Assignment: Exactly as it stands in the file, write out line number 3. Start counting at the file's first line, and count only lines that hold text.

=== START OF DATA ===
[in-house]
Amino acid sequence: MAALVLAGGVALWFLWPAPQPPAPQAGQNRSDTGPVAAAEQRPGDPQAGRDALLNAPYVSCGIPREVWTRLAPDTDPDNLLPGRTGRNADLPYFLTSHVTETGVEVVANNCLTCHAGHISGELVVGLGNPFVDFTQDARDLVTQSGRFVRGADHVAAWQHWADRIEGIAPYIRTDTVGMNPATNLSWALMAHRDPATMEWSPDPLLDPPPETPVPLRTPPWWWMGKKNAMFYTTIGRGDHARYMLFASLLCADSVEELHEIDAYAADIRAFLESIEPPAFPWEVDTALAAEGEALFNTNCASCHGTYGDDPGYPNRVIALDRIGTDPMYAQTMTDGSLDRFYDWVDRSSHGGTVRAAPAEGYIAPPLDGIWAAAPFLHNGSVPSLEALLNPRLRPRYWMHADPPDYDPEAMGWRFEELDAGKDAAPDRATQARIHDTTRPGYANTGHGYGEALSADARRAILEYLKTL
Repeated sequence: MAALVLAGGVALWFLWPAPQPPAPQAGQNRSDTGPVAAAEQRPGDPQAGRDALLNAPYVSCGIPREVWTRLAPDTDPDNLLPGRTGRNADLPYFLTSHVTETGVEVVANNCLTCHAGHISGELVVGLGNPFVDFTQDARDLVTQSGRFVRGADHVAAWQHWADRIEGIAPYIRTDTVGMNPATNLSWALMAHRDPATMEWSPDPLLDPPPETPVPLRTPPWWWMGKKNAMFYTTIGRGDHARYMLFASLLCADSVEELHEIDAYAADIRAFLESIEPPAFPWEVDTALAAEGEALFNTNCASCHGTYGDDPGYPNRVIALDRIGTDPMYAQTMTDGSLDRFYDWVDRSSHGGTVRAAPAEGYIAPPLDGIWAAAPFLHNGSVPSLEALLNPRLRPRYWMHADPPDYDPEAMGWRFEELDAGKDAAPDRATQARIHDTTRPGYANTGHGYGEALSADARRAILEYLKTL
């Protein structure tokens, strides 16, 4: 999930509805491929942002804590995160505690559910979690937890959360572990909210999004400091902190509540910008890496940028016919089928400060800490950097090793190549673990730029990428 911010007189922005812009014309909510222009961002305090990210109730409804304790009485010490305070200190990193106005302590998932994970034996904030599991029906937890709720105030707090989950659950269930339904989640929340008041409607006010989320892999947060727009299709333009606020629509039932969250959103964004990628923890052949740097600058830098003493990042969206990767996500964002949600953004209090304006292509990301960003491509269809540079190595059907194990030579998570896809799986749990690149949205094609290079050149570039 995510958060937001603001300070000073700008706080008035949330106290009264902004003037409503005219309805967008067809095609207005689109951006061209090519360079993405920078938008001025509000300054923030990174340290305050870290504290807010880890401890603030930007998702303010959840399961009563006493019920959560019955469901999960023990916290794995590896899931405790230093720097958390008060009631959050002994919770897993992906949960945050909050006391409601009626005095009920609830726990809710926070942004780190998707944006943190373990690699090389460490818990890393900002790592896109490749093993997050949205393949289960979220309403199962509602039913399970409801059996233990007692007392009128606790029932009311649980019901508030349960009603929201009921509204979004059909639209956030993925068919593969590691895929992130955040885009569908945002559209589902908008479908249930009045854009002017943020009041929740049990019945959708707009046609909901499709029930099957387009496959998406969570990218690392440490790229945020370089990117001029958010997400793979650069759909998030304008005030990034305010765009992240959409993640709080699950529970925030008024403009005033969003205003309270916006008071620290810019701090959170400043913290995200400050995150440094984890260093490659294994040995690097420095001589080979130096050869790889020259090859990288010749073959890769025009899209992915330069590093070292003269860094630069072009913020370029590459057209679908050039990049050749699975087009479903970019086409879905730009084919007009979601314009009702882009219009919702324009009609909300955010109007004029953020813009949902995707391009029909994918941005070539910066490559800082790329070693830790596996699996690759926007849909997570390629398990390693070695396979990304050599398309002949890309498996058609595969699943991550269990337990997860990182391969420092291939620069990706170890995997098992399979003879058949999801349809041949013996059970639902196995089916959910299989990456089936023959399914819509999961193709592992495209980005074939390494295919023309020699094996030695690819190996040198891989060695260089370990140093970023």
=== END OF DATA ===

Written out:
Repeated sequence: MAALVLAGGVALWFLWPAPQPPAPQAGQNRSDTGPVAAAEQRPGDPQAGRDALLNAPYVSCGIPREVWTRLAPDTDPDNLLPGRTGRNADLPYFLTSHVTETGVEVVANNCLTCHAGHISGELVVGLGNPFVDFTQDARDLVTQSGRFVRGADHVAAWQHWADRIEGIAPYIRTDTVGMNPATNLSWALMAHRDPATMEWSPDPLLDPPPETPVPLRTPPWWWMGKKNAMFYTTIGRGDHARYMLFASLLCADSVEELHEIDAYAADIRAFLESIEPPAFPWEVDTALAAEGEALFNTNCASCHGTYGDDPGYPNRVIALDRIGTDPMYAQTMTDGSLDRFYDWVDRSSHGGTVRAAPAEGYIAPPLDGIWAAAPFLHNGSVPSLEALLNPRLRPRYWMHADPPDYDPEAMGWRFEELDAGKDAAPDRATQARIHDTTRPGYANTGHGYGEALSADARRAILEYLKTL